Cleveland Plain Dealer
By Donald Rosenberg / Plain Dealer Music Critic
Wednesday May 07, 2008
Only the most intrepid musicians face Gyorgy Ligeti's Violin Concerto, a rich and challenging work that requires a soloist and colleagues of almost superhuman gifts. Meet a brave bunch of Ligeti champions: CityMusic Cleveland, conductor James Gaffigan and violinist Jennifer Koh.
The concerto is the focal point on the program, "Revolutionary Music," these artists are performing throughout the week at various Northeast Ohio locations.
The opening concert Tuesday at Fairmount Presbyterian Church in Cleveland Heights introduced the concerto alongside works by Vivaldi, Ives and Beethoven, all of whom also were prone to radical creativity. But the Ligeti stood out on this occasion for its uncompromising ability to wed sonic and formal imagination with expressive depth.
The Hungarian composer (1923-2006) wrote the concerto in the early 1990s. Its five movements are packed with contrasting textures, moods and colors, some achieved through the use of ocarinas, recorders and strings tuned outside the normal system. Ligeti goes to emotional edges, embracing vehemence, anguish and rapture as he explores new terrain.
The piece gives the soloist virtually no opportunity to come up for air. Koh, an Oberlin College graduate who has developed an important international solo career, played with burning intensity and prodigious command of the instrument. She broke numerous bow hairs along the way as she brought charismatic focus to the Herculean demands.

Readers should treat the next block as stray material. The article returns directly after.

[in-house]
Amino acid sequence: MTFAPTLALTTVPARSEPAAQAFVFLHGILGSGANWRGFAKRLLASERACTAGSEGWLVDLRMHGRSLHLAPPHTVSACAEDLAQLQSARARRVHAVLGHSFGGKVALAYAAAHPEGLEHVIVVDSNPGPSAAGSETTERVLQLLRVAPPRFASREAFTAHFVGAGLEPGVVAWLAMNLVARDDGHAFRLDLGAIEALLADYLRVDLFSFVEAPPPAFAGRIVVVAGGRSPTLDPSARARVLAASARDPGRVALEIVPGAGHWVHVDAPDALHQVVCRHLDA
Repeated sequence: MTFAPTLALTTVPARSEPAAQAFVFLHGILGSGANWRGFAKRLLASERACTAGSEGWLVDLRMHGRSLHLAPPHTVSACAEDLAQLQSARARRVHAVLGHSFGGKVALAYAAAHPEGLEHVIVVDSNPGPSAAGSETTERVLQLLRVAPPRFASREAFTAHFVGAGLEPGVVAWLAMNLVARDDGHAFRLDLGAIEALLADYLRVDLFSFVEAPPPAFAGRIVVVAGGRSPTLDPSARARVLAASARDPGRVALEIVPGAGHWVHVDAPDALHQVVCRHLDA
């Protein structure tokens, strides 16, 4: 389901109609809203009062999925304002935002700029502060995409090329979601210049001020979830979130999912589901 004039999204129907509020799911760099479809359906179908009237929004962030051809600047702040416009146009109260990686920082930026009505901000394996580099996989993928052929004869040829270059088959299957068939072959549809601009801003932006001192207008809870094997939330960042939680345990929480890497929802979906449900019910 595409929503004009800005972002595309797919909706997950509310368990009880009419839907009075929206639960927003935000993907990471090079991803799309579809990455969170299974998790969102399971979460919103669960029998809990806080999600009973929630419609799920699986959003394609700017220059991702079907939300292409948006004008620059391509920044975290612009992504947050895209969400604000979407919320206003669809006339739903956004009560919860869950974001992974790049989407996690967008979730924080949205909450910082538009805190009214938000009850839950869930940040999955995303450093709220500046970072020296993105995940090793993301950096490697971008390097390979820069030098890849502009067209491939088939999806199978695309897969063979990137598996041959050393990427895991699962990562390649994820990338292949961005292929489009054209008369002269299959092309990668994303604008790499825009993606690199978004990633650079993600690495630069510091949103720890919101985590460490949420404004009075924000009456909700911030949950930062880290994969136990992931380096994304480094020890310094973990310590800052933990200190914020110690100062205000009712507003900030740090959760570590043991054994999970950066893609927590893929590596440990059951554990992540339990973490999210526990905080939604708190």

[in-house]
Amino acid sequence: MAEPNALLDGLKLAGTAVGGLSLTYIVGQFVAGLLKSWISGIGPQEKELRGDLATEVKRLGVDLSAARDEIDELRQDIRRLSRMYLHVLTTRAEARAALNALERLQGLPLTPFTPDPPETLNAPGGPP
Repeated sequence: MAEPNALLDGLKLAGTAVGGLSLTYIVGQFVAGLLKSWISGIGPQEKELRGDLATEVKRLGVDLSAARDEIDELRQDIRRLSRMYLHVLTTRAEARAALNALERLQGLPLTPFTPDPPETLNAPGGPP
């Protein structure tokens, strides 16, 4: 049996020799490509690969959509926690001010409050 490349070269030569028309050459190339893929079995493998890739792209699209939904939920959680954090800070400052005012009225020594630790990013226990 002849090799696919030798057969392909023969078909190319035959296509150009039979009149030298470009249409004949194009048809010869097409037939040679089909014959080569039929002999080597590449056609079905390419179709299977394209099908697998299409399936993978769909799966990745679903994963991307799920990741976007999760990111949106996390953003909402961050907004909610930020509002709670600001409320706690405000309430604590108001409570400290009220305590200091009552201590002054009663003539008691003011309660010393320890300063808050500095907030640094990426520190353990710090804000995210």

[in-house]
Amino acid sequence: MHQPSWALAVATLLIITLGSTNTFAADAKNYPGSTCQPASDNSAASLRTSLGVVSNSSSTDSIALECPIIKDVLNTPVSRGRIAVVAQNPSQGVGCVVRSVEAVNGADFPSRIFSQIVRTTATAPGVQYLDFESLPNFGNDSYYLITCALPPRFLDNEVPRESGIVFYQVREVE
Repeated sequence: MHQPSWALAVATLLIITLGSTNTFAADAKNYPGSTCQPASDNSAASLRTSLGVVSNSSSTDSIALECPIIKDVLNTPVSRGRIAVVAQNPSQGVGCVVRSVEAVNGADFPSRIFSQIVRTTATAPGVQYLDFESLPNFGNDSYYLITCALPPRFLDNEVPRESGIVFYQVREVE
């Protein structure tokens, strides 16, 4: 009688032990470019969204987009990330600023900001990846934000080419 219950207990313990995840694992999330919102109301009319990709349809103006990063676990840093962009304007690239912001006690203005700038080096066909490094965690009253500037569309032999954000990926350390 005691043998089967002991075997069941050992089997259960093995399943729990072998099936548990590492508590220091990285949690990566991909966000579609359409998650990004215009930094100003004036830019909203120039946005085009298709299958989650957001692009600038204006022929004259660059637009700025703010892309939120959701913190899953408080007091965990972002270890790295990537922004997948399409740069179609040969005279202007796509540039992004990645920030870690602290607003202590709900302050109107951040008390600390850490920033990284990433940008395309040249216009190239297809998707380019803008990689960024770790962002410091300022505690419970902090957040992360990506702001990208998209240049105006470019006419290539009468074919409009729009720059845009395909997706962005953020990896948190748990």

The chamber orchestra and Gaffigan appeared to surmount every Ligetian obstacle. The score unfolded with kaleidoscopic and rhythmic clarity, conveying the composer's audacious sense of musical exploration. Don't miss this bracing experience.
Gaffigan preceded Ligeti with Vivaldi's Sinfonia in B minor, subtitled "At the Holy Grave," whose opening emerges from a harmonic netherworld. The piece must have sounded shocking to audiences in the 18th century, and it still exerts a mournful fascination. The strings dug deeply to depict the dark atmosphere.
Ives' "The Unanswered Question" continues to haunt us as the strings play prayerful lines, an offstage trumpet poses its inquisitive question about eternity and wind instruments contribute argumentative declamations. The performance would have been even more effective at a slightly slower pace, but the wonderment was there.
Gaffigan and company lightened things up considerably with Beethoven's Symphony No. 1, an explosive achievement for a young composer on the verge of titanic things. Tempos and articulations were deftly judged. Gaffigan supplied equal degrees of muscle and lilt, and the orchestral response was sterling.
© 2008 The Cleveland Plain Dealer